Turners Falls, MA - Genealogy Gathering

Come and join us! New or experienced researchers are always welcome.

Thursday, March 6, 2014

Remembering James Moore

Although James Moore barely gets a mention in the Erving town history, he was instrumental in the development of the village we call Ervingside.  Shari Strahan and Sara Campbell will present the results of their genealogical research into the Moore family on Thursday, March 27 at 6:30 pm at the Erving Library.  Where? On Moore Street.  Using old maps, vital records, newspaper articles and census records from four New England states they will illustrate the history of this interesting family.

Thursday, February 6, 2014

Old Montague Newspapers

The scanned images from local papers are posted here.  Thanks to Linda Hickman for identifying it.  The Carnegie Library also has the scans on a CD in the library.
http://montague.advantage-preservation.com/

Thursday, December 26, 2013

The White Suspension Bridge across the Connecticut River was replaced by a "temporary" bridge.
 


Friday, July 20, 2012

Lots of History Events

There is so much going on in the area that could be of interest to historians and genealogists.

The Pioneer Valley History Network is the source of lots of tempting offerings.  You can get on their email list, or check out the events page  HERE.

I was inspired by Joe Manning's talk at the Holyoke Heritage State Park, describing his research into descendants of child laborers photographed by Lewis Hine in the early 1900s. See details at http://www.morningsonmaplestreet.com/

Tina Peters is looking for help compiling favorite web sites of interest to genealogists at her October 13 talk in Colrain.  This will be a day full of local history with 16 sessions.  Tina's talk is entitled "Finding your ancestors in Colrain, West County, and Beyond"   The event is sponsored by the Mary Lyon Education Foundation.

Lots of cemetery info has been put up on Find a Grave by our Montague team and by a dedicated group in West County.

Remember, new information is being made available daily in a variety of ways.  The 1940 census, world-wide records on Family Search and photos of gravestones everywhere.  Do your part by sharing your research or responding to a request for a photo.  It's a big world out there full of Random Acts of Genealogical Kindness!

Saturday, April 14, 2012

Hatfield On Line

This is a great site with info from the Hatfield Historical Society. It links to cemetery records: here.

Friday, April 13, 2012

Have You Explored the 1940 Census?



April 2 was a big day for genealogists, who have been awaiting the release of the 1940 U.S. census since the 1930 census was released 10 years ago. This time, images are available to view at a variety of sites. Until the forms are indexed, a project now underway by an army of volunteers, the pages must be read one by one to find our ancestors. In small towns it isn't too time-consuming to read through the images. In cities, knowing the Enumeration District narrows down the search. Maps of Massachusetts, VT and Rhode Island are available at Old Maps, with links to Steve Morse's site for other locations.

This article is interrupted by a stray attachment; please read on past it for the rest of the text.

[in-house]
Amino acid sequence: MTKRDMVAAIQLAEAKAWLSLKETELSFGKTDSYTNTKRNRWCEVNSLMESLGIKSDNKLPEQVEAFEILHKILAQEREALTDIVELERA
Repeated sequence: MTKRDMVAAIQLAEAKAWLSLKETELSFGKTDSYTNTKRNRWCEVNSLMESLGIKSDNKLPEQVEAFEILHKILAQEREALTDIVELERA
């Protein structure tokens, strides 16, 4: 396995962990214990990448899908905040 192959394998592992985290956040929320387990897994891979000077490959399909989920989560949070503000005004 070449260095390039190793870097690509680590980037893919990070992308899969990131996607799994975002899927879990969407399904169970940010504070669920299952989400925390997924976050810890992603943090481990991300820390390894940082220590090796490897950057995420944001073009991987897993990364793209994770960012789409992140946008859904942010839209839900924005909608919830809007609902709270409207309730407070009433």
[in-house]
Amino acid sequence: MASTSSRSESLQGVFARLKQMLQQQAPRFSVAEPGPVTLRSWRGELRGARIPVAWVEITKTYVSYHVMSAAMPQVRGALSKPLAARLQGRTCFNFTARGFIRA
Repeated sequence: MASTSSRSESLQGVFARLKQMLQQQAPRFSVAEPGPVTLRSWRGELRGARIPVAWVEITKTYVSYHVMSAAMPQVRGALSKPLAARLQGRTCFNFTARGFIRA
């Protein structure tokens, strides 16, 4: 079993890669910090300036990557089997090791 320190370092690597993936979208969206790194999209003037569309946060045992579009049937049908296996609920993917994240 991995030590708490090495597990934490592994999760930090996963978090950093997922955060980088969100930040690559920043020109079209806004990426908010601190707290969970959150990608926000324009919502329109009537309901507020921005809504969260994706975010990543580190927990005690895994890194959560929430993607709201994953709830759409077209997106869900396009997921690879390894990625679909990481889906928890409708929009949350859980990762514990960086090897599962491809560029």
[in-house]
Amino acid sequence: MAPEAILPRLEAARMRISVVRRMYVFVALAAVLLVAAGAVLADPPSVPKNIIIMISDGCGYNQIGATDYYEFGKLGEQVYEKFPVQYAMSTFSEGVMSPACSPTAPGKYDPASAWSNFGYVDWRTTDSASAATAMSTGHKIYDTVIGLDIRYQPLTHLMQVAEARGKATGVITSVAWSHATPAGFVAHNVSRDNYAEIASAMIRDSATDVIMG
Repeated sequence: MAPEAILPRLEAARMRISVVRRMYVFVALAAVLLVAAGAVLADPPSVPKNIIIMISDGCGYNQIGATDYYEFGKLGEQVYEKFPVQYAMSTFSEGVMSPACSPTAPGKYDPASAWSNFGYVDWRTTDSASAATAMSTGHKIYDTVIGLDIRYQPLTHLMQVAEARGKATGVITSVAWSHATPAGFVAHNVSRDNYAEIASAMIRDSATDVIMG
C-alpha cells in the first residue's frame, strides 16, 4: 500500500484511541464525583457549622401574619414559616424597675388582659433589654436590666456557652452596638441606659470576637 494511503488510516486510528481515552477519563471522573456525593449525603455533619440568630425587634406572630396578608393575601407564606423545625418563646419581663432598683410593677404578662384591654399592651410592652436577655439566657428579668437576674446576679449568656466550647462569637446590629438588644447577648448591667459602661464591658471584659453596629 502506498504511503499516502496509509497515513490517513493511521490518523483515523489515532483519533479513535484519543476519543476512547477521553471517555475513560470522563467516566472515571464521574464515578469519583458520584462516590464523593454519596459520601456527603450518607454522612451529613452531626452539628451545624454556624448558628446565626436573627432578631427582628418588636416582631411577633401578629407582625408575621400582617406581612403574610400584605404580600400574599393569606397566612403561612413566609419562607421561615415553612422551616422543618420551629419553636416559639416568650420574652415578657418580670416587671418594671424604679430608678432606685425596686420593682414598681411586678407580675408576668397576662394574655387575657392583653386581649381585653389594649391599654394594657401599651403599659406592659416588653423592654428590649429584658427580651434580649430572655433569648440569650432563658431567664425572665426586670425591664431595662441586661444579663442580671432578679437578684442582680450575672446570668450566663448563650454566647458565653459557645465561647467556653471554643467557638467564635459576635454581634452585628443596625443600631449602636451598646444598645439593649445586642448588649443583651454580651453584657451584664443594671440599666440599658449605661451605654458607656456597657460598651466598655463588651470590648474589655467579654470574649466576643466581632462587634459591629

Have you tried indexing? You can join the effort through familysearch.org. By downloading their software, you can read and enter one page at a time. It only takes about 15 minutes, depending on the handwriting of the enumerator. It is a great way to be part of this exciting project. The more volunteers join in, the sooner the searchable images will be available to all of us. Get more information here.

Thursday, December 29, 2011

The Face of Public Works

The Selectmen of Greenfield stated in their 1910 Report, "The wisdom of employing a town engineer has been thoroughly proved during the past year. Mr. Chapin has had supervision of all sidewalk, sewer, bridge and other construction work and has plotted many acres for Assessors’ maps, and we believe that his employment has saved money and benefited the town in other ways.” The line item for Town Engineer for 1911 was $1,300 salary.

The 1910 census of Greenfield shows H.G. Chapin, age 26, living with his parents on Congress Street. He is listed as a Civil Engineer. Former Town Engineer, Bill Allen, remembers Farley Chapin as his neighbor at 41 Congress St.

According to "Municipal Journal" of Public Works [Google books], published in July of 1912, Elwin S. Warner of North Adams replaced Mr. Chapin, who had resigned. So the term of Greenfield's first municipal engineer was brief. Mr. Warner is listed in the 1913 Harvard University Alumni Directory. Mr. Chapin's alma mater has not been discovered yet.

His 1921 passport application states that he was born in Gloversville NY on 23 June 1883 and had lived in Mexico from 1905-1907, Guatemala in 1912, and in France since July 1918. Passenger records show he arrived in New York on the Monterey on 28 August 1907 and again on the Merida from Veracruz, Mexico on 28 December 1907 and the Cartagno from Panama to New Orleans 19 December 1912.

Mr. Chapin later worked for J.W. Colt company and traveled extensively in Europe, according to the passport application made in France in 1921. He had plans to do business in Poland, Czechoslovakia, Switzerland, and the Scandinavian countries. He is listed on the manifest of the Berengeria, arriving in New York from France 8 October 1926, on the Tuscania 1 November 1927, and on the Bremen 14 July 1930.

The database of Military burials at Arlington National cemetery includes a Harry Gardner Chapin, with the stated birth date, who died 7 February 1965. His service is listed as "CAPT HQ DETCH ARMY SVC CORPS A E F USA."